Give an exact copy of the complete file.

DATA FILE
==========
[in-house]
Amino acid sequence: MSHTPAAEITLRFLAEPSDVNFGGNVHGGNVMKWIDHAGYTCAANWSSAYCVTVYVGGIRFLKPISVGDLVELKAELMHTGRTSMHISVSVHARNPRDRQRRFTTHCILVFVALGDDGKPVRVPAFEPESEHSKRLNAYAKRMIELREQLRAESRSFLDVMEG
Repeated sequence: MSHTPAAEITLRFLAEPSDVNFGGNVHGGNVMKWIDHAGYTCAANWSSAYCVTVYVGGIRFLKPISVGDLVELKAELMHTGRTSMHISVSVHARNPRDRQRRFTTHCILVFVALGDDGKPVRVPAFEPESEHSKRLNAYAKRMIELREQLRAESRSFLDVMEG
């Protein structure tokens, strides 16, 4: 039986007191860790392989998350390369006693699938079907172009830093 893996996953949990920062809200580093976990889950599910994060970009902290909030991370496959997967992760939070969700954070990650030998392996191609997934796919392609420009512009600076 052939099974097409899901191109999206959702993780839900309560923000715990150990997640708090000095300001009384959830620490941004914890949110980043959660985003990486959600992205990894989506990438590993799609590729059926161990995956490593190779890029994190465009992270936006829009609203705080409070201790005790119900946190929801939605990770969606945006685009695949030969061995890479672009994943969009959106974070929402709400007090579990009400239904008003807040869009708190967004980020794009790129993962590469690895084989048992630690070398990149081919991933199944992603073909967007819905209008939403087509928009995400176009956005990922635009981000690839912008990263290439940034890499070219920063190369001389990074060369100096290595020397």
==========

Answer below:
[in-house]
Amino acid sequence: MSHTPAAEITLRFLAEPSDVNFGGNVHGGNVMKWIDHAGYTCAANWSSAYCVTVYVGGIRFLKPISVGDLVELKAELMHTGRTSMHISVSVHARNPRDRQRRFTTHCILVFVALGDDGKPVRVPAFEPESEHSKRLNAYAKRMIELREQLRAESRSFLDVMEG
Repeated sequence: MSHTPAAEITLRFLAEPSDVNFGGNVHGGNVMKWIDHAGYTCAANWSSAYCVTVYVGGIRFLKPISVGDLVELKAELMHTGRTSMHISVSVHARNPRDRQRRFTTHCILVFVALGDDGKPVRVPAFEPESEHSKRLNAYAKRMIELREQLRAESRSFLDVMEG
């Protein structure tokens, strides 16, 4: 039986007191860790392989998350390369006693699938079907172009830093 893996996953949990920062809200580093976990889950599910994060970009902290909030991370496959997967992760939070969700954070990650030998392996191609997934796919392609420009512009600076 052939099974097409899901191109999206959702993780839900309560923000715990150990997640708090000095300001009384959830620490941004914890949110980043959660985003990486959600992205990894989506990438590993799609590729059926161990995956490593190779890029994190465009992270936006829009609203705080409070201790005790119900946190929801939605990770969606945006685009695949030969061995890479672009994943969009959106974070929402709400007090579990009400239904008003807040869009708190967004980020794009790129993962590469690895084989048992630690070398990149081919991933199944992603073909967007819905209008939403087509928009995400176009956005990922635009981000690839912008990263290439940034890499070219920063190369001389990074060369100096290595020397």